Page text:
Happy September! Happy new school year and happiest of all we have new children, new meetings and new opportunities to share Christ and the Church. I love September. I love new pencils, empty notebooks needed to be filled and the cool air and leaves falling. I also will admit I love it because it is my birthday month!
In light of our commitment to help you be the best leaders you can be, we've decided to tackle the great outdoors for a few newsletters to help you get out and enjoy God's creation - especially as the weather cools down but doesn't get too cold.
Exploring the great outdoors is something all of us should do regardless of our love for dirt, trees and animals. This might be a struggle as we might feel more comfortable in our homes. Let's be honest, we're unlikely to get bitten by a bug, catch a rash from a simple plant or sweat and get dirty inside our clean and bugfree homes. But let's also be honest while we don't like the bites and the rashes; getting sweaty and dirty, especially with our children, is almost always more fun than sitting inside watching another movie.
We were born in a garden after all. Not us specifically but our first parents, Adam and Eve, were born in the garden designed by God himself. The first two chapter of the Bible are all about the great outdoors He was making for us to enjoy: "God looked at everything he had made, and he found it very good." (Gen. 1:31).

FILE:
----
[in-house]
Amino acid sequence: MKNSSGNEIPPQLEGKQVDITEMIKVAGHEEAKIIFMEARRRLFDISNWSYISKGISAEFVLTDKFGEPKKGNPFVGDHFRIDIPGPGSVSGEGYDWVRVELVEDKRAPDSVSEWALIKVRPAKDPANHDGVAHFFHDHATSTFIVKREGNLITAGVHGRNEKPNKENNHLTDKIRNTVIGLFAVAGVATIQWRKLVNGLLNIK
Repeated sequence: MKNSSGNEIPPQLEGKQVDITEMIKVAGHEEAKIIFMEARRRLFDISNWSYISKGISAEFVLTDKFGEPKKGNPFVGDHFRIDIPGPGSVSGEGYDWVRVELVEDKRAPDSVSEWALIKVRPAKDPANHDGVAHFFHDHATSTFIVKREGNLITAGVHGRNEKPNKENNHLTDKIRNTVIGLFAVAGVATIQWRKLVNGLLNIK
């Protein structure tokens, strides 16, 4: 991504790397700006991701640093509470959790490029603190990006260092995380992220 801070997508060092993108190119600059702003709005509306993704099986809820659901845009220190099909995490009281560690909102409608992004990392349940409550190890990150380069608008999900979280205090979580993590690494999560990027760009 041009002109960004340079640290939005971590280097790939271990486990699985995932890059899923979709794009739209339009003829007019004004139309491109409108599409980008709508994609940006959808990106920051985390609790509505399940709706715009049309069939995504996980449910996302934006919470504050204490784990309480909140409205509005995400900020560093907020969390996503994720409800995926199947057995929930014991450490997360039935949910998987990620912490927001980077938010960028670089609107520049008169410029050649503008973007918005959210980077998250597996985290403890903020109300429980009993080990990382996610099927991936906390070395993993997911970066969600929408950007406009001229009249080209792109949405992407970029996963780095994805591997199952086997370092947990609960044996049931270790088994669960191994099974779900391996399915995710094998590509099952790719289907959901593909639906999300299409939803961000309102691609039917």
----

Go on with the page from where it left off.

For us though, we may have discovered is not all good - be it those aforementioned bugs and rashes or allergies and unfamiliarity. In addition to these issues comes the very real struggle we have in today's culture to balance our enjoyment and celebration of the great outdoors with the increased worship of the environment. I do not dismiss this concern lightly. My own husband, whose expertise and work is in environmental policy, faces this balance every day. Our care for the earth - which God has commanded - is important but we must never value the earth and the environment more than every soul which inhabits it.
But, let's not get worried about those complicated discussions and just plan on getting our children and ourselves outside a bit more. From nature we can witness and learn so many of the virtues we hope to teach. From the patience and diligence of a gardener striving for a good harvest to the joy and eutrapelia of just being outside in the fresh air and sunshine. With every Little Flower virtue comes a flower and how wonderful if, sometimes, the girls might be able to see some of these flowers growing naturally. For the other groups, be it Blue Knights, Hospitality, or Honor Badge, being outside is always good for them - body and soul.
Getting outside can be as easy as making use of your back deck for snack or your back yard for games. It can be done by the teaching of faith in a garden full of sunflowers or learning industry through the clearing of a yard for an elderly neighbor. It can be the exploration of the outdoors through a more social outing to a local park.